I used the DX_Core that you can add using to your Arduino preferences.

Downloaded the “DxCore by Spence Konde” library and sent my code using pyUPDI option.

The options to program my AVR128DB28 using pyUPDI

That worked and it’s now good to go !

My objective : Control board for my final project

My final project is progressing and I need to update its documentation. I decided to make a revisited version of Quentin’s photogrammetry scanner that is portable and easily stored.

The scanner is getting completed day by day

Controlling the motors

I want to control 2 steppers and 1 servo.

Using Pololu driver boards to control the to control two NEMA 17 steppers.

and a Servo S90 to control the angle of the camera.

The SG-90 Servo

Interacting with the device : Display and controls

I want to use one OLED screen to show the progress of the scan and a rotary encoder to interact with the scanner the in a similar way we do with 3D printers and as I will also use the ESP32-Cam I want the control to be possible through Wifi.

Therefore, I will use a Serial interface between the ESP32-Cam and my microcontroller.

The microcontroller : SAMD21E17

To do that I decided to use a SAMD21E17 as it has a native USB port which I find very convenient and enough pins to drive all I need for my application.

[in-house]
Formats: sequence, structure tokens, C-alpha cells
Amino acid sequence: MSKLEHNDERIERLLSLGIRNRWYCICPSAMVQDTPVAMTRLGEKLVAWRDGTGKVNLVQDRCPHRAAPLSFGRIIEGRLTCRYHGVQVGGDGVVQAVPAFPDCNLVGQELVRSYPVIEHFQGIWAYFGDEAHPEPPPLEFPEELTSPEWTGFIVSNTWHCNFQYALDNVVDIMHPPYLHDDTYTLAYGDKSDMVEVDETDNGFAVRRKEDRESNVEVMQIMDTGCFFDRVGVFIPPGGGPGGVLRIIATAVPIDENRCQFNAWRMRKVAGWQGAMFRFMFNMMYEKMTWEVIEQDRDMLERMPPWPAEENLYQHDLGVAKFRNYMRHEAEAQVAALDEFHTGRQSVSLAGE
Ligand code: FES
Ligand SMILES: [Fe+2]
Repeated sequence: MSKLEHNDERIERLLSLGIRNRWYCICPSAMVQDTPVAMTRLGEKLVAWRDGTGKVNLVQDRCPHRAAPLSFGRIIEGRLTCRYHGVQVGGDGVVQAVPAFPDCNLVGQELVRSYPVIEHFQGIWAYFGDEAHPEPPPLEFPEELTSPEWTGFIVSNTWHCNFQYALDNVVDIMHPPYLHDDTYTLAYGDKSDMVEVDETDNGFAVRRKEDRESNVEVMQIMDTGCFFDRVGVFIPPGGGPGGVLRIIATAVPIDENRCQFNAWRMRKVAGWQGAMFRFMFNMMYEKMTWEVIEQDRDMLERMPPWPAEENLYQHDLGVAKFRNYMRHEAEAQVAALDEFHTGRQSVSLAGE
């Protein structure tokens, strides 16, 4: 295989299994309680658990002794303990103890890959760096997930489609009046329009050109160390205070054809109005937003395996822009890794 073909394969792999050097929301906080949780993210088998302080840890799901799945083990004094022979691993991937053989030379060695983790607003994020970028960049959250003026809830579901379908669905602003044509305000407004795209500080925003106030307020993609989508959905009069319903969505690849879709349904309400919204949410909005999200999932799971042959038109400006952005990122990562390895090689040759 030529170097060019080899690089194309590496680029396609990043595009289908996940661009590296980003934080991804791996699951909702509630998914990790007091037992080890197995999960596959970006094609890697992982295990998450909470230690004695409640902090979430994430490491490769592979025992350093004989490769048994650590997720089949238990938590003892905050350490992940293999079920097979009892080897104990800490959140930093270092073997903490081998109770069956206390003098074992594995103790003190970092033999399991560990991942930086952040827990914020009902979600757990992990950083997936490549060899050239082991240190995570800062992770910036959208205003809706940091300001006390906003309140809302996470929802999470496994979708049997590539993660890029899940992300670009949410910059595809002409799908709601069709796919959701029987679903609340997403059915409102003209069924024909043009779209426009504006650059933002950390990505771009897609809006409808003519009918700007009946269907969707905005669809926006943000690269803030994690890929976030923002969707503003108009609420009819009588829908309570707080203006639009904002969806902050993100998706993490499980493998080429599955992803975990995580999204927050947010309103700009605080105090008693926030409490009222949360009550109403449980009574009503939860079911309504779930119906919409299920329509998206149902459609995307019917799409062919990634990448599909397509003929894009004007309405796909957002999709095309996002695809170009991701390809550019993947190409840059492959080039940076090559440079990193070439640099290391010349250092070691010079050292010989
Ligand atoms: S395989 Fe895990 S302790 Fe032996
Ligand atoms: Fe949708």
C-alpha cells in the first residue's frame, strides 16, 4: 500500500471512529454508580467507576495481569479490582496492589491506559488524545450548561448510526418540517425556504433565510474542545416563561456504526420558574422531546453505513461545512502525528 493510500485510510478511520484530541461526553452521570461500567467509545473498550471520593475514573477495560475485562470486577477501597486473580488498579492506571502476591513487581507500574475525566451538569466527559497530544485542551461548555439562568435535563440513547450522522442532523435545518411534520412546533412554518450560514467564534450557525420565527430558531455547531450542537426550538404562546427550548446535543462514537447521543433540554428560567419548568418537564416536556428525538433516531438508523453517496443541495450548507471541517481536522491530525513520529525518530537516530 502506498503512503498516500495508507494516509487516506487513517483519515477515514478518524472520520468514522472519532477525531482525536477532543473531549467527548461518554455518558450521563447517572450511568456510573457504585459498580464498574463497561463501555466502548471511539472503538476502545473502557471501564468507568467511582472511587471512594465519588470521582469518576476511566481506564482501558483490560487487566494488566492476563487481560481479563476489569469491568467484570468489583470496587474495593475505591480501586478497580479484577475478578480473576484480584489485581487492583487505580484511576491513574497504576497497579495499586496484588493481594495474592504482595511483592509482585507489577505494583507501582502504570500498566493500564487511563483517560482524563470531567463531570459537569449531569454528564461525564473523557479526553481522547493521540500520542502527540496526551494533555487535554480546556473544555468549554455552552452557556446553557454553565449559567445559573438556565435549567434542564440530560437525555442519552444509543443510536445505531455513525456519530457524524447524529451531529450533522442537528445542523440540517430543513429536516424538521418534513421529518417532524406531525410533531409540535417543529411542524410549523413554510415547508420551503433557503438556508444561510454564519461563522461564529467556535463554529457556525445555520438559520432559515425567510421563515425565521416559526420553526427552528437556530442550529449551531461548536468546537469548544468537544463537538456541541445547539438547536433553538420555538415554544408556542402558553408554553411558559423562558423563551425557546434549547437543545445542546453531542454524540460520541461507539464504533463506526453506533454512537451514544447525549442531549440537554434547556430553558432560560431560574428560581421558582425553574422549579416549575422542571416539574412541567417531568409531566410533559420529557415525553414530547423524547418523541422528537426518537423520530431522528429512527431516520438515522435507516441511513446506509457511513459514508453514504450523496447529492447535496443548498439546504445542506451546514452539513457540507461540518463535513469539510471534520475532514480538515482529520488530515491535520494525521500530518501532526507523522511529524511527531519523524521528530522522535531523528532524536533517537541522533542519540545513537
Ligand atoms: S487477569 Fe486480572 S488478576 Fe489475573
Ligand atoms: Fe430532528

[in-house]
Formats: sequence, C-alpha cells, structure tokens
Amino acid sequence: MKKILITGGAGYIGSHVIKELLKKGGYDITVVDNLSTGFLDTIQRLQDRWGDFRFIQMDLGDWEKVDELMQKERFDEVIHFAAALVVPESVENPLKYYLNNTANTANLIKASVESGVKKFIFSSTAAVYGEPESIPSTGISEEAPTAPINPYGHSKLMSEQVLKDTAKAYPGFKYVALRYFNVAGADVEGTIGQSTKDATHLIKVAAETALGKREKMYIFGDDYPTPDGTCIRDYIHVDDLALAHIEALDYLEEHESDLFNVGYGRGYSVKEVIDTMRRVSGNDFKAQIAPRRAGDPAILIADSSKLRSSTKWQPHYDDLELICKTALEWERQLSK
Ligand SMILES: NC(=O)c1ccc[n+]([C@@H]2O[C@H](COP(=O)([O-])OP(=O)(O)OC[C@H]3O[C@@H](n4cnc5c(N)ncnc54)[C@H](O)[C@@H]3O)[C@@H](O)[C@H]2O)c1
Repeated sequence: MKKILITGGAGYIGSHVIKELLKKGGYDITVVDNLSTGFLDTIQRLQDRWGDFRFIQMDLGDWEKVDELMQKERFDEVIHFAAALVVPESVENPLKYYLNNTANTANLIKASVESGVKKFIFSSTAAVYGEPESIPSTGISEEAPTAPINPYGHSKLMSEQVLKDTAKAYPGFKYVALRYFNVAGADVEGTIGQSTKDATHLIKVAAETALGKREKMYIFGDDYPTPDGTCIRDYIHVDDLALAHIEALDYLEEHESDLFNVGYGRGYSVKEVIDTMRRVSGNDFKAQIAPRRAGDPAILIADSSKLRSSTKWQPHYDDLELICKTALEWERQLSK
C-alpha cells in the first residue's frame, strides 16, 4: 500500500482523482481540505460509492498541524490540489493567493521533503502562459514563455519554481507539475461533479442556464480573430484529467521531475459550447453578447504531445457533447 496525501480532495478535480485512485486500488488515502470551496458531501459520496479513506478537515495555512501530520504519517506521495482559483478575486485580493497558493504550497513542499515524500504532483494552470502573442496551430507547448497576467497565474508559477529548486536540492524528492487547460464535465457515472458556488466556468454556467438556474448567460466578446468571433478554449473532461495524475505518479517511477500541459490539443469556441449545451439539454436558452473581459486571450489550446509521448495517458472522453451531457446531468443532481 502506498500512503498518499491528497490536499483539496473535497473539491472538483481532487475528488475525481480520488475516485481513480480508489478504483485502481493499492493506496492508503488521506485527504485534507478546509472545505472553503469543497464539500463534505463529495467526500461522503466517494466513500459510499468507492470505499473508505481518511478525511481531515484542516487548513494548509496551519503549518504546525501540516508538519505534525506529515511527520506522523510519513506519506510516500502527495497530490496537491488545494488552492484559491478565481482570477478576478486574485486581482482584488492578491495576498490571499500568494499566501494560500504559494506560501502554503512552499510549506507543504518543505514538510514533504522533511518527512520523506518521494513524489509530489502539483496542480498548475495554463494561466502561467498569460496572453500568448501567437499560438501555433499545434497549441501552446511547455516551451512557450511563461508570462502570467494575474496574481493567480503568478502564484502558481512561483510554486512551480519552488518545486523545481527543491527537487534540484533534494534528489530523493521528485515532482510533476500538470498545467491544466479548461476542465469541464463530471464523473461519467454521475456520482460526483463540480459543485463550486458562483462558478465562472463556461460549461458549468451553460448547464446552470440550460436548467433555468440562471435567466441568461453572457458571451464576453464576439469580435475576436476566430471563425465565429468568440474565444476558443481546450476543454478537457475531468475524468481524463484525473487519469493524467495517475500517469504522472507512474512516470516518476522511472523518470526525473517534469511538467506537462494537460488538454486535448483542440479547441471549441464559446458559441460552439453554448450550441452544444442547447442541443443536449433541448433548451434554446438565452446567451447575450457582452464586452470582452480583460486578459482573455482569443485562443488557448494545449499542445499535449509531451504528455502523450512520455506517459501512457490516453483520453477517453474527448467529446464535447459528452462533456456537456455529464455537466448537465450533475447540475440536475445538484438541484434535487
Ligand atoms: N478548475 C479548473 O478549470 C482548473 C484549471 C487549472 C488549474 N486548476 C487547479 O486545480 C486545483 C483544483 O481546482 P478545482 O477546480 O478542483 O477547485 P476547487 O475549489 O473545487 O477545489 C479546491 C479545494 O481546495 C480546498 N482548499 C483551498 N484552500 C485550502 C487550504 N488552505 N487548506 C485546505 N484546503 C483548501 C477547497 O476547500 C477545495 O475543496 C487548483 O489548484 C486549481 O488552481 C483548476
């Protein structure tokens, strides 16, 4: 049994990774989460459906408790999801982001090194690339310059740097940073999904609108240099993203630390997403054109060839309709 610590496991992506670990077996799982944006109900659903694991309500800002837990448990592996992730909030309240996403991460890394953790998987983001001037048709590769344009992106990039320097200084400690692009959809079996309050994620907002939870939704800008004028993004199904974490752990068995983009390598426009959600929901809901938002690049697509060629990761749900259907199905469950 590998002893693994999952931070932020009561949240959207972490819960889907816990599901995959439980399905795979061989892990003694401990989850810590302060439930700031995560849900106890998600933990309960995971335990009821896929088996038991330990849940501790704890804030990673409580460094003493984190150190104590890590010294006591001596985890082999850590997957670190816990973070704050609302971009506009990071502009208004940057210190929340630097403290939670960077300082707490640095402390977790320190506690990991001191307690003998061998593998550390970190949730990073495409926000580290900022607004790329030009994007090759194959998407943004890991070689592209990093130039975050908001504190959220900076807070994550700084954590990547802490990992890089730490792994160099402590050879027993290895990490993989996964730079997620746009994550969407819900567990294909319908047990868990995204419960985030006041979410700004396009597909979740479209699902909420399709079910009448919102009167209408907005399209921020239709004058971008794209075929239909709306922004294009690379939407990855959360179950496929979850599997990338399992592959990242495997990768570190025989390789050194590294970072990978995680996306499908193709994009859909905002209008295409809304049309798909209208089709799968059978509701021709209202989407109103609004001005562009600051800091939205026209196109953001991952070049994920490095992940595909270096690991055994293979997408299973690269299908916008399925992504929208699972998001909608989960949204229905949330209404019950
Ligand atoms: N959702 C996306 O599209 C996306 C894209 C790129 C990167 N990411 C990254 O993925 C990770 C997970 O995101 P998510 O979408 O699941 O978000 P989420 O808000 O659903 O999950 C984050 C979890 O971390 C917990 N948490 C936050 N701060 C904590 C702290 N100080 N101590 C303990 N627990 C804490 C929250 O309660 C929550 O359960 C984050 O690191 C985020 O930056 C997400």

Ok that’s a lot to cover since I have barely worked with any of these component for the moment.

To begin, I tested all the components individually. I will still have to program them to do what I want later.

I designed the schematics and routed the PCB but it took me quite a while and I did not have time to actually mill the board stuff it and program a basic movement to fulfill the assignment requirement.

Pin out and schematics

To design this I took much more time than for the rest of the assignment, because I wanted to have an I2C and a serial connection to the ESP32-Cam I had to know what pins to use and also a PWM pin.

To do that I dived deep in the datasheet first but some things were not clear. Reviewing that with Quentin, we went to look at the Arduino porting by Mattairtech directly to find out what are the defaults port.

If you never did this, I advise you to try ! It looks very hard to understand because it’s hidden from general users but actually reading it makes some obscure conventions much clearer and makes you more knowledgeable in the microchips you use.

Serial default pins
Wire default pins

The pinout on the Mattairtech port is actually clearer than in the datasheet.

The pinout is more understandable than in the datasheet.

Knowing the pinout, I drew the schematics and moved on to routing.

The schematics of the project


Routing was easy for all the circuits I did before because they were super small. This time it was much bigger. So I started by subcomponents and I went through the different components one at a time.

This is spaghetti !
That's much better !

The final result is clean enough but I will probably make some more changes before producing it.

I'm happy with this !

Making a large circuit like this one made me learn a lot about how to approach the design.


Last update: June 17, 2021